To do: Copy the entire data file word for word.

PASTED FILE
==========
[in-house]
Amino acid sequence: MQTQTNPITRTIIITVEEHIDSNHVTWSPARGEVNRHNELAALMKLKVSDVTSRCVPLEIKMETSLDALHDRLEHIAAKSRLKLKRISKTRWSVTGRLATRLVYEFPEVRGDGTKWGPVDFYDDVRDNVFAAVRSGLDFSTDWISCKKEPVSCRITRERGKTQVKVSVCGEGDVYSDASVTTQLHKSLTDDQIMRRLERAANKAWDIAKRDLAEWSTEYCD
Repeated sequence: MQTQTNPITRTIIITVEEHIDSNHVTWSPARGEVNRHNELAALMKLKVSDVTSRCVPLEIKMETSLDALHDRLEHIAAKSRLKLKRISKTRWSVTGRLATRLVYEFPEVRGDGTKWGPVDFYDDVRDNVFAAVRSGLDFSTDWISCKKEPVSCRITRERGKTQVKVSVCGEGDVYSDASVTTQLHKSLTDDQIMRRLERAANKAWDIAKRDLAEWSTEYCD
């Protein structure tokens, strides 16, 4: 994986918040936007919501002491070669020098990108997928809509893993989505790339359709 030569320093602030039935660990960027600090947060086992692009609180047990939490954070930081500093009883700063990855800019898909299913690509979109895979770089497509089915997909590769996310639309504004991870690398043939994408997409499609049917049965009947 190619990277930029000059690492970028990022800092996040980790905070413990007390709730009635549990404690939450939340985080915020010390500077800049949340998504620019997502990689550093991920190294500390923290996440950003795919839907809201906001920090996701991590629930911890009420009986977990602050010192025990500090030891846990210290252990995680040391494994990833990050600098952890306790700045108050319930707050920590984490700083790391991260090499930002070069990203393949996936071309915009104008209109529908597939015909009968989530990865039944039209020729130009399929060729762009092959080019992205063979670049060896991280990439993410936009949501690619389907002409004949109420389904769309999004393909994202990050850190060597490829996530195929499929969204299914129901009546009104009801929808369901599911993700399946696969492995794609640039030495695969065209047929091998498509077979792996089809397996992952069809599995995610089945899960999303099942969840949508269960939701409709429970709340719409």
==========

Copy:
[in-house]
Amino acid sequence: MQTQTNPITRTIIITVEEHIDSNHVTWSPARGEVNRHNELAALMKLKVSDVTSRCVPLEIKMETSLDALHDRLEHIAAKSRLKLKRISKTRWSVTGRLATRLVYEFPEVRGDGTKWGPVDFYDDVRDNVFAAVRSGLDFSTDWISCKKEPVSCRITRERGKTQVKVSVCGEGDVYSDASVTTQLHKSLTDDQIMRRLERAANKAWDIAKRDLAEWSTEYCD
Repeated sequence: MQTQTNPITRTIIITVEEHIDSNHVTWSPARGEVNRHNELAALMKLKVSDVTSRCVPLEIKMETSLDALHDRLEHIAAKSRLKLKRISKTRWSVTGRLATRLVYEFPEVRGDGTKWGPVDFYDDVRDNVFAAVRSGLDFSTDWISCKKEPVSCRITRERGKTQVKVSVCGEGDVYSDASVTTQLHKSLTDDQIMRRLERAANKAWDIAKRDLAEWSTEYCD
């Protein structure tokens, strides 16, 4: 994986918040936007919501002491070669020098990108997928809509893993989505790339359709 030569320093602030039935660990960027600090947060086992692009609180047990939490954070930081500093009883700063990855800019898909299913690509979109895979770089497509089915997909590769996310639309504004991870690398043939994408997409499609049917049965009947 190619990277930029000059690492970028990022800092996040980790905070413990007390709730009635549990404690939450939340985080915020010390500077800049949340998504620019997502990689550093991920190294500390923290996440950003795919839907809201906001920090996701991590629930911890009420009986977990602050010192025990500090030891846990210290252990995680040391494994990833990050600098952890306790700045108050319930707050920590984490700083790391991260090499930002070069990203393949996936071309915009104008209109529908597939015909009968989530990865039944039209020729130009399929060729762009092959080019992205063979670049060896991280990439993410936009949501690619389907002409004949109420389904769309999004393909994202990050850190060597490829996530195929499929969204299914129901009546009104009801929808369901599911993700399946696969492995794609640039030495695969065209047929091998498509077979792996089809397996992952069809599995995610089945899960999303099942969840949508269960939701409709429970709340719409």